Why Content is Failing: Insights from Analyzing 1 million Posts

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As you might know by now, there has been a lot of talk about the “content shock” discovery made by the team formed of Moz and BuzzSumo. They analyzed over 1 million articles and found out that a lot of published content doesn’t get its fair share of links and shares. And that is because people don’t know how to amplify it or because the content delivered is quite poor. Or so they thought in the first place.

Content shock means that there is too much content out there, and too little demand for it. But why is this happening, and why is content failing?

It seemed a bit odd that a lot of popular sites that offered great content suddenly lost a lot of social traffic. That could only mean one thing: great content wasn’t enough.

However, they have discovered that content producers also make some mistakes that compound this problem.

The Monitoring

If you do not track trends, how can you expect to be on a roll and get enough attention from people? Since things happen very fast in social media, you must be faster and take advantage of anything new that is happening. If you put out a report, an article or an announcement fast enough, you can create a lot of interest. The key is to write about the hot topic of the moment.

If you delay writing about that too much, then you might end up losing the train to high visibility. What is engaging today, might not be so two days later.


If not done properly, then your content is probably going to excel at being poor. BuzzSumo, for example, offers a great way of seeing what the most shared content on the topic that you’ve had in mind is. There is no shame is acquiring some IT services and figuring out the best way to approach you’re investigating. To be more effective, search for last month’s top content.

It’s understandable – there usually is a lot of pressure in regards to making good quality content, and making it as often as possible.  But here is the point where you want to ask yourself whether you wish to be successful or not, and if creating less but much better content is the way to go, then you should be on that path.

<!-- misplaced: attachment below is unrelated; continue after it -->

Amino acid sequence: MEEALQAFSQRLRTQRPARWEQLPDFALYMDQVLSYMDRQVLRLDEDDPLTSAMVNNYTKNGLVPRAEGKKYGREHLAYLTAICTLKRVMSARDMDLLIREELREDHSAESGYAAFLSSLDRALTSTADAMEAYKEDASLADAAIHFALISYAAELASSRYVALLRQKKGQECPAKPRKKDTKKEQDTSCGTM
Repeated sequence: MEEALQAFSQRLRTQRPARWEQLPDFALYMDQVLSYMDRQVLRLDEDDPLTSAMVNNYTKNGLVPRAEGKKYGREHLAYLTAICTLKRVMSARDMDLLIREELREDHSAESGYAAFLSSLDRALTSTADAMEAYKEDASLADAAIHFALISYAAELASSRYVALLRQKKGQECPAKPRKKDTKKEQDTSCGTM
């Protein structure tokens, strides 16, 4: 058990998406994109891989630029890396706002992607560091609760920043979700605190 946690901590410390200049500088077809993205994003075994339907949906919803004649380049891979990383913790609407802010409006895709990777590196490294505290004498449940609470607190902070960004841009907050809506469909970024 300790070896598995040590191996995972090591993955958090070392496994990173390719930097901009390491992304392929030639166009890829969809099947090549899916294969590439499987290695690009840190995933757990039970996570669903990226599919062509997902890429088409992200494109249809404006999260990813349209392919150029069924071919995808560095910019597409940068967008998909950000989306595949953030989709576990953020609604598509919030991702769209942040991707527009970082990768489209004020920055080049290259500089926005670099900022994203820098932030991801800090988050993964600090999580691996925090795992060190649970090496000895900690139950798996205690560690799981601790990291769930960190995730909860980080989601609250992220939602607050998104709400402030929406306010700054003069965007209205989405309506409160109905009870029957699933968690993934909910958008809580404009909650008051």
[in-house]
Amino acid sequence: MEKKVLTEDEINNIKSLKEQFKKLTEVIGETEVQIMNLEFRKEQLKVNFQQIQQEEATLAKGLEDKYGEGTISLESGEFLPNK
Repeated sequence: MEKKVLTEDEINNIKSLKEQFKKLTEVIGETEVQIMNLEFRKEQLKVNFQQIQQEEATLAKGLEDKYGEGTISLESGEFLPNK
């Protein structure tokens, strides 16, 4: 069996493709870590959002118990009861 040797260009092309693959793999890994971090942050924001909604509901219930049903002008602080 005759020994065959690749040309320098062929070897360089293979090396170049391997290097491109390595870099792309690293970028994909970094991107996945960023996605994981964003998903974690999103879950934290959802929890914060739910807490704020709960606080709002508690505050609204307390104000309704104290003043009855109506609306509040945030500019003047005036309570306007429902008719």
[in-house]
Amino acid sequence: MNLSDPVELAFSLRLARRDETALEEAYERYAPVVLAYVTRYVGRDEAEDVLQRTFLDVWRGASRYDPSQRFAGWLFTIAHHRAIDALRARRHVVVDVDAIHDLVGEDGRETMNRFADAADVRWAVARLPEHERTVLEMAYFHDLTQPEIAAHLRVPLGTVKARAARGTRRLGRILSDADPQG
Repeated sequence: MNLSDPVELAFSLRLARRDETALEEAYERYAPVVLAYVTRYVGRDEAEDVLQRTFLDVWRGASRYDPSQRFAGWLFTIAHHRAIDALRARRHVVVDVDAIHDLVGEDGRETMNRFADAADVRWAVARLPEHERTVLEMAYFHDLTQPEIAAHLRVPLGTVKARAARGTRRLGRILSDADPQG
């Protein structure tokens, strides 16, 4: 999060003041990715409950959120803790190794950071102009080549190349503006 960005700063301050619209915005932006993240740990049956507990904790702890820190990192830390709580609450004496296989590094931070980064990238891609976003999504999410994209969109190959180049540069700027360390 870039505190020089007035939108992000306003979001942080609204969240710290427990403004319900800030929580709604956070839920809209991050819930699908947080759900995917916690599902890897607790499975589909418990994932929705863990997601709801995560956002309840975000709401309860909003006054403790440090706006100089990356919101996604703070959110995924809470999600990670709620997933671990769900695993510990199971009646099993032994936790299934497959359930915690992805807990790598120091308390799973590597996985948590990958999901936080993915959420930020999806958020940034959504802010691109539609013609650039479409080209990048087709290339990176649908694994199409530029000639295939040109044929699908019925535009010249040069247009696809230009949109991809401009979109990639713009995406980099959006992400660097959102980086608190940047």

Don’t be shy and look for your competitor’s work as well – what they’re interested in and what they’re doing. After all, competition is the match that sets everything on fire.

It is also important that you understand what your audience’s interests and tastes are. Knowing what they’re into helps you create better content that is more likely to be shared by them. Also, try writing content that answers to questions from your audience – this is a sure way to keep people satisfied.


If you don’t know what this is, then that’s not a good sign. Luckily, you can get your facts straight by reading further on.

You need amplification because assuming that people will find and share your content on their own is plain wrong. So, you must understand who will link to your content, who will share it and also why. That translates into having to set up a strategy to promote your content, whether you call it content ignition or content promotion.

A good way to achieve just that is through social media. And you can always turn to paid distribution. It is very important that you understand the somehow sad fact that amplification is equally as important as the actual content. As Mark Schaefer pointed out, this is the era of advertising being more important that content.

Don’t be deceived by the number of shares. They are not necessarily connected to linking, and to gain just that, you need to pull up a lot more work and strategies.

Although there is not much you can do about the content shock, what you can do is improve your strategy regarding your content. Take your time to ponder upon the points made above and see what you can do to make your content successful.